Applied Marketing 101: Diving for PURLs

As I write this, I am flying back to the East Coast after an exceptionally successful series of Shows in Las Vegas. In many respects, the mood at JCK was the best I’ve seen for at least six years, as retailers jammed what is increasingly becoming a Gems One booth that, with only five work stations, needs to become significantly larger (and since we just can’t seem to get more booth space, I think we may have to look into building a second story for our booth next year). What fun it is to be on a roll!

Our growth has come by combining innovative marketing ideas with properly priced, quality products, and for the coming Fall season, we are taking another significant step forward. I thought you might be interested to hear about some recent technological advances that are now allowing us to increase the efficiency of our advertising platforms, so this month, I’m writing about an amazing new set of marketing functionalities that will yield even higher response rates.

At a very basic level, there are fundamentally two kinds of advertising: Brand-based advertising, and Direct Response advertising. Brand-based advertising seeks to communicate your Unique Selling Proposition, express your company’s Brand Identity, and create Top-Of-The-Mind awareness. Direct Response advertising, on the other hand, seeks to fill your store with customers. Simply stated, the four stage methodology for Direct Response marketing is as follows:

  • Discover what consumers want
  • Develop an effective message delivery system that communicates the extent to which you have what consumers want, at the perceived value level required to trigger a buying response
  • Determine the right time to deliver the message so as to maximize ROI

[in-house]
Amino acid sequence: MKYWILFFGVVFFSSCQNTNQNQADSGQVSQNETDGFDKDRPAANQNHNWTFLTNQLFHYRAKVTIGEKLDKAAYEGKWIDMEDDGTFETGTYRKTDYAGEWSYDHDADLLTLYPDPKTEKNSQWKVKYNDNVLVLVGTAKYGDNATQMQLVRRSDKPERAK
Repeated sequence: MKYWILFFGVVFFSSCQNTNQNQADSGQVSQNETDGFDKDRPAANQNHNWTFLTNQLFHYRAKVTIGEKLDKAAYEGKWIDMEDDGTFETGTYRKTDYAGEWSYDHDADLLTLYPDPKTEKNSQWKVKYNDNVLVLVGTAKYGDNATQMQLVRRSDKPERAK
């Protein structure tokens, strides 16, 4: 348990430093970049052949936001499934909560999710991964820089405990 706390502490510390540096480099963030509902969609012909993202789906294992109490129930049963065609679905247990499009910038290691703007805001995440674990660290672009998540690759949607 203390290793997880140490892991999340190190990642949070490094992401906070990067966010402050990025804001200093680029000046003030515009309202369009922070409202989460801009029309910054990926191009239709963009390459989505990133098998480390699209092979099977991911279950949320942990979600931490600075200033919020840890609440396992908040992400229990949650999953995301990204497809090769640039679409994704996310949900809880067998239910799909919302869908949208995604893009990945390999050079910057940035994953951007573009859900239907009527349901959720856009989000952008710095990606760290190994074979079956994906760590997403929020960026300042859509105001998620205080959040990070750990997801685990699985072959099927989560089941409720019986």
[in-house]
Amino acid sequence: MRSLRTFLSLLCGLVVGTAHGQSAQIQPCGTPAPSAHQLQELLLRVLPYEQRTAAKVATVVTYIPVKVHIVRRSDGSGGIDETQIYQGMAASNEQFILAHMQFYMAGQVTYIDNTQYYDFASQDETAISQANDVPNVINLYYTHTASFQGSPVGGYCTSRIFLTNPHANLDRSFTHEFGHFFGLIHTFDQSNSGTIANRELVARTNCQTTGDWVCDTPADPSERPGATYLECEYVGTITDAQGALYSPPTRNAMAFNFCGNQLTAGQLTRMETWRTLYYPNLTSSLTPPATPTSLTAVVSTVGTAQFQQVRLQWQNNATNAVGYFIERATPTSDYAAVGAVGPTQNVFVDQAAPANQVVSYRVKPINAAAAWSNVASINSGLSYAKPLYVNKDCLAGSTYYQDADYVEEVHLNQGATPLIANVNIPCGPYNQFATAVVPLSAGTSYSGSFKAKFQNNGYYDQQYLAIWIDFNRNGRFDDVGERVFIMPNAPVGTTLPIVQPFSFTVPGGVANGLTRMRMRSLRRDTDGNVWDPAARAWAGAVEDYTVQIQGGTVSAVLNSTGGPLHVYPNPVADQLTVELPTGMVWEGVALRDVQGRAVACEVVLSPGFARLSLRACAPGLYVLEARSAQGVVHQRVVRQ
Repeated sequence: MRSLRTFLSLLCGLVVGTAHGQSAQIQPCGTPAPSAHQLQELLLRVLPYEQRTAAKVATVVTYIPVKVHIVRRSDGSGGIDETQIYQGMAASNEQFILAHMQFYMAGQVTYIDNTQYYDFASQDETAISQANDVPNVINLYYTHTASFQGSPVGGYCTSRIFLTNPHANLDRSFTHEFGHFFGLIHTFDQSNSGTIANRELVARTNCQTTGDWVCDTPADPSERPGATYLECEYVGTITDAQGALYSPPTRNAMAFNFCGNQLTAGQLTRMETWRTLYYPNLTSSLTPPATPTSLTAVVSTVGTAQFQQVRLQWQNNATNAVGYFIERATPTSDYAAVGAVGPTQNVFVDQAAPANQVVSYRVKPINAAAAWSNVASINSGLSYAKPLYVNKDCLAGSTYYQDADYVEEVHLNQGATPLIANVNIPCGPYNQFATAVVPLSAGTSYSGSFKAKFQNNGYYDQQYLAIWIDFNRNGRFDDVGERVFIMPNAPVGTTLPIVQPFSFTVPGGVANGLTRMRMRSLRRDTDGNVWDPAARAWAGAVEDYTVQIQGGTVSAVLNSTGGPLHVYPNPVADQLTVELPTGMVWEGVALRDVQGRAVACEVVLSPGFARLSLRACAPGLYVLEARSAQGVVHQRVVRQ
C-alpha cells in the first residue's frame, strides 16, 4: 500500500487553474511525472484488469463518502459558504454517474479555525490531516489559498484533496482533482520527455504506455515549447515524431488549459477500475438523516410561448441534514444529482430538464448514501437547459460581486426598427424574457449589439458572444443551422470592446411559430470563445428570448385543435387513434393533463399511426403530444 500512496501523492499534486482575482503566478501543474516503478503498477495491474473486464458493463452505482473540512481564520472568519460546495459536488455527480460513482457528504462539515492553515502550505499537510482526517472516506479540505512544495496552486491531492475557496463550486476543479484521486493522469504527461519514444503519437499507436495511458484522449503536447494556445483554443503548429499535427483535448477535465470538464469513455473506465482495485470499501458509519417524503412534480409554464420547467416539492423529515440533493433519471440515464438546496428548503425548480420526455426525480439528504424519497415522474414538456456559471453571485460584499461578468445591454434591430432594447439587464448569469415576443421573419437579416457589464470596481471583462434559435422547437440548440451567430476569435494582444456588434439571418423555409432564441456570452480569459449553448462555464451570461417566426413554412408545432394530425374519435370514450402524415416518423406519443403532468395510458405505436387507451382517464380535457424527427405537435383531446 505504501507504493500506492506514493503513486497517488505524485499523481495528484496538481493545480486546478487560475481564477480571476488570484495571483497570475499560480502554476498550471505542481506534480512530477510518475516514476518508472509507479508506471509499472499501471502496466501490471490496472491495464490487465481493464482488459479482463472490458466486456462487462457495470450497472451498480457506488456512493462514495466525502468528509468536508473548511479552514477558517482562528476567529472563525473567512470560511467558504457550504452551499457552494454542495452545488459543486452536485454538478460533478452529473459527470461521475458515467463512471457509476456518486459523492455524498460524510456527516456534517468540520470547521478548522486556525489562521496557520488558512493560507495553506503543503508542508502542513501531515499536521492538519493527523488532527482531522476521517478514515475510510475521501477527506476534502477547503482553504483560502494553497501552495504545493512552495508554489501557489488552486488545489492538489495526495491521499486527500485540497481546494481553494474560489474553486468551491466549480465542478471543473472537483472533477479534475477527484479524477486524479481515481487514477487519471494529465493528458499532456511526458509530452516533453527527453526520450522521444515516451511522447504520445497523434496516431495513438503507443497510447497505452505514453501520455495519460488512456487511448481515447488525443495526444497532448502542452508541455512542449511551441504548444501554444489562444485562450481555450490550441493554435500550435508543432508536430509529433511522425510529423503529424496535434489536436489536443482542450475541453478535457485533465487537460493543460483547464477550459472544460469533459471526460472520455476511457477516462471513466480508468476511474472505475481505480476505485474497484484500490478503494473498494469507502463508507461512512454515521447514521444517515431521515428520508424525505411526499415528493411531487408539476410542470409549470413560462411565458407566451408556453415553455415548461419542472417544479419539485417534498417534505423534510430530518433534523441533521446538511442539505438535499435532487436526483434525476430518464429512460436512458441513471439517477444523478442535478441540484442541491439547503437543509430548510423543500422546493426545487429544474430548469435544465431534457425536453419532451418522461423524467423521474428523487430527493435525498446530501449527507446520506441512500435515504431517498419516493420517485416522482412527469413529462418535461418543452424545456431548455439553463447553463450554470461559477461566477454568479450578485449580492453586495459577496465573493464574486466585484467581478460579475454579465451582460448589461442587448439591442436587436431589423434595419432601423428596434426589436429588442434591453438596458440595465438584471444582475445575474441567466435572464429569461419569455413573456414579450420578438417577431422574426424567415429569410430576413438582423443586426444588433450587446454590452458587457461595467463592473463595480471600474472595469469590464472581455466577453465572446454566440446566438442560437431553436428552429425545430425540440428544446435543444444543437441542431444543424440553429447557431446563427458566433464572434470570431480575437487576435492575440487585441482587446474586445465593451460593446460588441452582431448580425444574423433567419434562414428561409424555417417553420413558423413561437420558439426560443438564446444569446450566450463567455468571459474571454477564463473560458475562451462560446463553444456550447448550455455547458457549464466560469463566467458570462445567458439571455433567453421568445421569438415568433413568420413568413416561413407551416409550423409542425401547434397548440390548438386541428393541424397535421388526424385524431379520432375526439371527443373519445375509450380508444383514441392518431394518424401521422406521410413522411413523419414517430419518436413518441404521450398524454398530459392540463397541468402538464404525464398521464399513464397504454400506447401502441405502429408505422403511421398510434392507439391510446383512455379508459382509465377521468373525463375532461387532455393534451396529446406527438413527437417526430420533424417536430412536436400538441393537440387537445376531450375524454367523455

• Replenish the product as needed

The historical challenge for Direct Response marketers has been to develop a single message with the broadest possible appeal. But imagine a scenario in which we take advantage of the extraordinary power of relational databases and variable data printing, so that we can fine tune the message, and speak directly to each individual consumer in ways that specifically relate to him or her.

Increasingly, print advertising is becoming the gateway for driving consumers to the internet, where they can learn more about your offer, and even provide further information about themselves so that you can subsequently communicate more effectively with them.  And what better way to engage your customer base than to create individual website addresses for each individual, in which their first and last names are actually part of the URL. Welcome to the world of the Personal Website address, or PURL.

PURLs come in two varieties: Static, and Dynamic. A Static PURL allows us to go fishing for new customers, by engaging them through print when variable printing isn’t an option, and then driving them to a landing page on the internet, where we can then engage them by asking questions (including, for example, their birthday and anniversary) and allow them to register to receive a special offer. Possible applications include inserting this landing page address in a newspaper ad or a generic flyer, in a mobile app, or even in a TV or cinema ad.

Dynamic PURLs, on the other hand, incorporate the consumer’s name in the URL (for example, www.briansmith/, which significantly increases the interaction rate. But the real magic occurs when we add data that we can obtain from companies like CoreLogic which maintain relational databases that are chock full of info about every American consumer. By knowing more about Brian, we can take advantage of the ability to make the online offer variable, so that it more precisely fits what Brian might want to buy.

Let’s say, for example, that we’d like to vary the message based on Brian’s economic status. We will then build the PURL landing page so that when Brian hits “Continue”, CoreLogic instantly fills a data tree with information we can then use to modify our offer. In this case, we might create four offers: one if Brian rents, one if his house is worth less than two hundred thousand dollars, one if his house is worth between two hundred and five hundred thousand dollars, and one if his house is worth over five hundred thousand dollars. Each of these is called a “Trigger” offer, because it’s triggered by the information we get from Brian, enhanced by the information we get from CoreLogic. As consumers on the mailing list visit their respective PURLs, we can monitor the results and adjust the offers based on real time info about response rates.